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Time to add more defendants?

21 April 2017

In a recent decision the Court of Appeal has had to decide whether a claim for accessory liability against various companies was time barred. Glaxo Wellcome UK Ltd (t/a Allen & Hanburys) Anor v Sandoz Ltd & Anor [2017] EWCA Civ 22.


Glaxo issued proceedings against Sandoz for passing off in relation to one of its asthma inhalers. The Claimant sought to join additional companies in the Sandoz corporate group into the action on the basis that the alleged acts of passing off were all done in pursuance of a common design, and therefore these additional companies were jointly liable with Sandoz. The other companies were involved in obtaining the marketing authorisations which allowed Sandoz to place its product on the UK market, in November 2015.

These initial acts were completed by the end of 2009, and on that basis the first instance judge decided that there was insufficient evidence to establish a claim for the joint liability of the additional companies and in any event the claims against the additional companies would be outside the six year limitation period provided for in section 2 of the Limitation Act 1980. Glaxo appealed that decision.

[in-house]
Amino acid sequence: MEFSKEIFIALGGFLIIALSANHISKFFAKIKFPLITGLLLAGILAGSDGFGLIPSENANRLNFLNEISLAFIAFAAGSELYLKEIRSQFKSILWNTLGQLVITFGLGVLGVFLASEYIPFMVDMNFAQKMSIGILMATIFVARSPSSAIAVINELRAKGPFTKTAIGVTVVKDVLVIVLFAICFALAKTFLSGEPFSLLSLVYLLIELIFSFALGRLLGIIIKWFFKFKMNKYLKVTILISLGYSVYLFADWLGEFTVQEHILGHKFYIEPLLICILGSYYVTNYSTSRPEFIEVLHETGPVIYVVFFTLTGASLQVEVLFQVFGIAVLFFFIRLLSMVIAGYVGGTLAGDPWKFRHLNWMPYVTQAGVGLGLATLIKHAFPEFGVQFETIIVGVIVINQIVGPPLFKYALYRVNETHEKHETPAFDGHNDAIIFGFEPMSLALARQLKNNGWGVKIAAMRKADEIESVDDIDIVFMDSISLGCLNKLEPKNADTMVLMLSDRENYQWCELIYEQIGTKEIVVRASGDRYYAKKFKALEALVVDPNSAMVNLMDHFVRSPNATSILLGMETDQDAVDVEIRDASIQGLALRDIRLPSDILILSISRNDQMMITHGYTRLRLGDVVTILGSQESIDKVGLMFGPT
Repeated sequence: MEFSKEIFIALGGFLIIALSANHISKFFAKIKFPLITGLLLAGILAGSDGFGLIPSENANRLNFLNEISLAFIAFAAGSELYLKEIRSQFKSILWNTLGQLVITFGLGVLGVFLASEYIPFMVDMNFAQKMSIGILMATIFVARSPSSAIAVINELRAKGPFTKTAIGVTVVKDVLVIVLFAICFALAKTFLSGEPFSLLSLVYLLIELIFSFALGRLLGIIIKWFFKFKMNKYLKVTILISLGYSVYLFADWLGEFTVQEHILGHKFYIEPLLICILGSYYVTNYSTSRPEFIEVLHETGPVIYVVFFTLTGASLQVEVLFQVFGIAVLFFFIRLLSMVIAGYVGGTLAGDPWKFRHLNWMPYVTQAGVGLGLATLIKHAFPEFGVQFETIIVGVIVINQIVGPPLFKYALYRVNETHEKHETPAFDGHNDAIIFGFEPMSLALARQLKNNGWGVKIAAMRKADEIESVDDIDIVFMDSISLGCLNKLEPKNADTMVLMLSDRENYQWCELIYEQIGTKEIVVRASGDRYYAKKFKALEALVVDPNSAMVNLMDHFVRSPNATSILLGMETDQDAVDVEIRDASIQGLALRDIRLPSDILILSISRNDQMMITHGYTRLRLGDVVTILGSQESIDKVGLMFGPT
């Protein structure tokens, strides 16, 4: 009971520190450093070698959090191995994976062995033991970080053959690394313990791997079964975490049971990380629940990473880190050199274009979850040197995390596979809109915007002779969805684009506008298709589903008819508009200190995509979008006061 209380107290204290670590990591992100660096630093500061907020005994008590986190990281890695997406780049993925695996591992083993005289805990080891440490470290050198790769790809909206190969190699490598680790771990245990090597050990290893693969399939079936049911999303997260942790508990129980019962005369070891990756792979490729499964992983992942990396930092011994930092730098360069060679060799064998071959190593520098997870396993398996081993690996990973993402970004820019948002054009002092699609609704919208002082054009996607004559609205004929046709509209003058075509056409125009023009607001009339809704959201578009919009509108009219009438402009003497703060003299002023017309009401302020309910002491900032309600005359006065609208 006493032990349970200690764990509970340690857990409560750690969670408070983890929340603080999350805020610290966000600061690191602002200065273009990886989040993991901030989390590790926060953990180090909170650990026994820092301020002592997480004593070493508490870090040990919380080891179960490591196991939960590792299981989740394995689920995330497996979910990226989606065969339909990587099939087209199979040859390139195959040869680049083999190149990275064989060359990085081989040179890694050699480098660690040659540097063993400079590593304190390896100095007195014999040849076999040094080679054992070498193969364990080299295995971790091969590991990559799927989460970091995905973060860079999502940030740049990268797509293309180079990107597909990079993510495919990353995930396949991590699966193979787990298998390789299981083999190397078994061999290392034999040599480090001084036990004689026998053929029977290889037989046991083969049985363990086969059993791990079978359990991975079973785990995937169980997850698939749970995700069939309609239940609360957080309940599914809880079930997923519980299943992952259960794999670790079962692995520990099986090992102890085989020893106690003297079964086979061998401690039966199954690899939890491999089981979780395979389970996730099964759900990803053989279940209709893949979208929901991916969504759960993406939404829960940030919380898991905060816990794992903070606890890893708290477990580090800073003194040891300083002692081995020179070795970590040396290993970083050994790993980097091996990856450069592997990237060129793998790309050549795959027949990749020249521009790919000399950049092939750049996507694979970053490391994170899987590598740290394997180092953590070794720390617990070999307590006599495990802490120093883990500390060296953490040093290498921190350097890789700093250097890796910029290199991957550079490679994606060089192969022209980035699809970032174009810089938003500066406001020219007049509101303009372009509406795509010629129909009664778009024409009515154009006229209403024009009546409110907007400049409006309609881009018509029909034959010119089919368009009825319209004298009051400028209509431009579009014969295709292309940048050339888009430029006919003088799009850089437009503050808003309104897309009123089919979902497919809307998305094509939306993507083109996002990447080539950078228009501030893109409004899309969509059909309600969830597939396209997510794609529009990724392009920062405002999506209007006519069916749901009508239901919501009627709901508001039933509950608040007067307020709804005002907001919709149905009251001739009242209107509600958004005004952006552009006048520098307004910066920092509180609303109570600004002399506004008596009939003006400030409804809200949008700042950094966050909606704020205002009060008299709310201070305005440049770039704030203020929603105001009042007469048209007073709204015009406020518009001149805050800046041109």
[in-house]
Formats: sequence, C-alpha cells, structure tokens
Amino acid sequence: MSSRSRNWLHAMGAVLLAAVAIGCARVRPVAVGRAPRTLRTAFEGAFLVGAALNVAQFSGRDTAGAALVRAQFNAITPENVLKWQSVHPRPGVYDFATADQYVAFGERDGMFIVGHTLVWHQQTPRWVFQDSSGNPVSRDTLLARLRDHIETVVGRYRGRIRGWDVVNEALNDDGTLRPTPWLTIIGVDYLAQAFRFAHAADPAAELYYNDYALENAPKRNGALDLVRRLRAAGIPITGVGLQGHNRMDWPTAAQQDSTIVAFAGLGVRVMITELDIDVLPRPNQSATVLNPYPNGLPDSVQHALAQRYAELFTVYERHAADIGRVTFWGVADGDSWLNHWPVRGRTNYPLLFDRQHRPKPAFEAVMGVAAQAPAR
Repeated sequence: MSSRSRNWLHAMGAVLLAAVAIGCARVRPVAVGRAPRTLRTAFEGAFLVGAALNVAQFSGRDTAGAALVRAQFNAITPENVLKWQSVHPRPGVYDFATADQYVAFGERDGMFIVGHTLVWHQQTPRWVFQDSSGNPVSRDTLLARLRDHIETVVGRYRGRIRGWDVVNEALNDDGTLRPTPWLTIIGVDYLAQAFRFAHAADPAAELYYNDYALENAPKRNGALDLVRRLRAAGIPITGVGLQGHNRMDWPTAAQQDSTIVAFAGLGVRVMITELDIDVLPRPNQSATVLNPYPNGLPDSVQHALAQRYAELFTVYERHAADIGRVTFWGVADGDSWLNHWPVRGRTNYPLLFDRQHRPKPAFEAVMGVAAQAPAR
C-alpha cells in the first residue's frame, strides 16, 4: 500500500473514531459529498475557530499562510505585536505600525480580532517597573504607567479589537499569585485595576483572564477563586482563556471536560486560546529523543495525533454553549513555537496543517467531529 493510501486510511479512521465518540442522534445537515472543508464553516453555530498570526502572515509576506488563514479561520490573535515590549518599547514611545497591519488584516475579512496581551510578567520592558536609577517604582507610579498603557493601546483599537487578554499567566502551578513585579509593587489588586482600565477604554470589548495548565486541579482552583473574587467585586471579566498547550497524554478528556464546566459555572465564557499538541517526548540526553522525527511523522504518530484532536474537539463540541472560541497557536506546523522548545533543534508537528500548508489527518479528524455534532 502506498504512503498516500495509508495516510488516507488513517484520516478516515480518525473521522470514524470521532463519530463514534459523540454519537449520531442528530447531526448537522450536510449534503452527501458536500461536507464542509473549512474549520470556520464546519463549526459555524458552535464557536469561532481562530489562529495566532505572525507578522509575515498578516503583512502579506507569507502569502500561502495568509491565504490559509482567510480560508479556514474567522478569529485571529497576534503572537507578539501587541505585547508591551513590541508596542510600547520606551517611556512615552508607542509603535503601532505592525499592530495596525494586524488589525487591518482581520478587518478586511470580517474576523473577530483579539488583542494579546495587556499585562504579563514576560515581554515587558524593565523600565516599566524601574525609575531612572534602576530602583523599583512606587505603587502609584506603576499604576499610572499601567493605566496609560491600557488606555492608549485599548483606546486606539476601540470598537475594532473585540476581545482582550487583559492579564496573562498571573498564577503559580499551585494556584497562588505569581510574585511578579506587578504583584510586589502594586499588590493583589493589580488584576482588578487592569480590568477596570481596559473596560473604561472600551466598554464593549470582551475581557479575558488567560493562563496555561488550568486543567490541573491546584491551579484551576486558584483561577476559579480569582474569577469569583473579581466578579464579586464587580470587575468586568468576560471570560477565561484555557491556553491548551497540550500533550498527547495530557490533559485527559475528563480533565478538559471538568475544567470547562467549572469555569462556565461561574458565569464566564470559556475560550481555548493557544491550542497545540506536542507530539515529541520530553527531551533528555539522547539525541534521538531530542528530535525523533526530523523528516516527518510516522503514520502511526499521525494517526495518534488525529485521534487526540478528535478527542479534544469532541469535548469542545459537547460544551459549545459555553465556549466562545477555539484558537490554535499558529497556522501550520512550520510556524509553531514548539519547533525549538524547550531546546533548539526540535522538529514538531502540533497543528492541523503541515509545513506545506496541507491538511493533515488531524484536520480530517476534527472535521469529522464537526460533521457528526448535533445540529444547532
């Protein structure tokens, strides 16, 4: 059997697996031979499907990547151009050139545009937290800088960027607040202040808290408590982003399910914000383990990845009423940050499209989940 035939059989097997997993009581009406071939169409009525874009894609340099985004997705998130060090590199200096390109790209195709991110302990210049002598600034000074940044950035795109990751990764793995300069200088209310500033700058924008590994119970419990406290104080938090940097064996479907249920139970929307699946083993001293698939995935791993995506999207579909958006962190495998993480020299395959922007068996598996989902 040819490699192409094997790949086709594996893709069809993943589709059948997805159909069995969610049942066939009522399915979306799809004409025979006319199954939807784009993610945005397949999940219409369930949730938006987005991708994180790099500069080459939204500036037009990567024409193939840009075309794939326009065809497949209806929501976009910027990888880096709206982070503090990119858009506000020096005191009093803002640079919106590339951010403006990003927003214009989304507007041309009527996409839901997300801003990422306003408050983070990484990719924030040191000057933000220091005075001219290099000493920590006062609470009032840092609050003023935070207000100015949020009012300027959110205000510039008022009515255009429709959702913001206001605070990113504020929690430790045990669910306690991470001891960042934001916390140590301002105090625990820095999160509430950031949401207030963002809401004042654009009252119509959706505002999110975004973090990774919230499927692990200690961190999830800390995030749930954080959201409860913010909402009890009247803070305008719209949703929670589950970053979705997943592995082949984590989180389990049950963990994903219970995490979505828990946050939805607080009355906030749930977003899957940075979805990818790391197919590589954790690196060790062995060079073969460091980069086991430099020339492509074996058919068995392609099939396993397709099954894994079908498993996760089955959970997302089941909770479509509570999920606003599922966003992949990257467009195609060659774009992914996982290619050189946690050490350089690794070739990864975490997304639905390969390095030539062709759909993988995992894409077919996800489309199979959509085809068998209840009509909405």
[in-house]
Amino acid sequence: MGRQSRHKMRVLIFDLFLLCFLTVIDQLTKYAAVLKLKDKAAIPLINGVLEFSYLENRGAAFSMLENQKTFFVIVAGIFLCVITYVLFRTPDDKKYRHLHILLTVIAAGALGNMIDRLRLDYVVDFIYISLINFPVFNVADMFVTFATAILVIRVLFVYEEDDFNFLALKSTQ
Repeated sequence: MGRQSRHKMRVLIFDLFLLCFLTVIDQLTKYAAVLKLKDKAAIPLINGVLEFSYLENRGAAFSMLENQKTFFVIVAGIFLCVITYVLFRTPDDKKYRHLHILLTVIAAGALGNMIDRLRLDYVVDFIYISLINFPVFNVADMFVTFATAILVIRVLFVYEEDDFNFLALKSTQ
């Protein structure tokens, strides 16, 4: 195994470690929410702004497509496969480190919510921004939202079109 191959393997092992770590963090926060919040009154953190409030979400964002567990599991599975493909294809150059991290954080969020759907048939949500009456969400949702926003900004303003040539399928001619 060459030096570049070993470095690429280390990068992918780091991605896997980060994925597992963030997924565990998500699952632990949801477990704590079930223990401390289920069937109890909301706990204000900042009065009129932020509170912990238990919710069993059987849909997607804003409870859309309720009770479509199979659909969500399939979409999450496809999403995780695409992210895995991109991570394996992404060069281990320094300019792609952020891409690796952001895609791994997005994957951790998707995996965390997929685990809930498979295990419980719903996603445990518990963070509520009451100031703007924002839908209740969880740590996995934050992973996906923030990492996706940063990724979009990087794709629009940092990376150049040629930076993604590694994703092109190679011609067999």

The alleged liability of the additional companies arose out of the primary infringing acts carried out by Sandoz, in pursuance of a common design. As the Supreme Court has stated in relation to accessory liability, in such circumstances the law treats the accessory as being liable for the acts of primary infringement (in this case commenced by Sandoz in late 2015). It did not matter that Sandoz was not involved in the initial planning phases, if that were the case, it may mean that organisations with complicated corporate structures may avoid accessory liability. It was sufficient if only some of the parties committed acts and others committed other acts.

Therefore, there was a sufficient basis to join the additional companies as being potentially jointly liable for Sandoz’s passing off. The cause of action against the additional defendants could not accrue until the acts of passing off had occurred. On the timelines in the current case, the claims against the additional companies had not accrued to late 2015 and were not time barred, and Glaxo’s appeal was allowed.


This decision provides further guidance on the application of the principles of joint liability across different members of a corporate group, even if not all of the relevant acts have been carried out by all the entities. Furthermore, the time-period on any claim will not start until the infringing act, not the preparatory act, has been carried out.

A link to the judgment is here.

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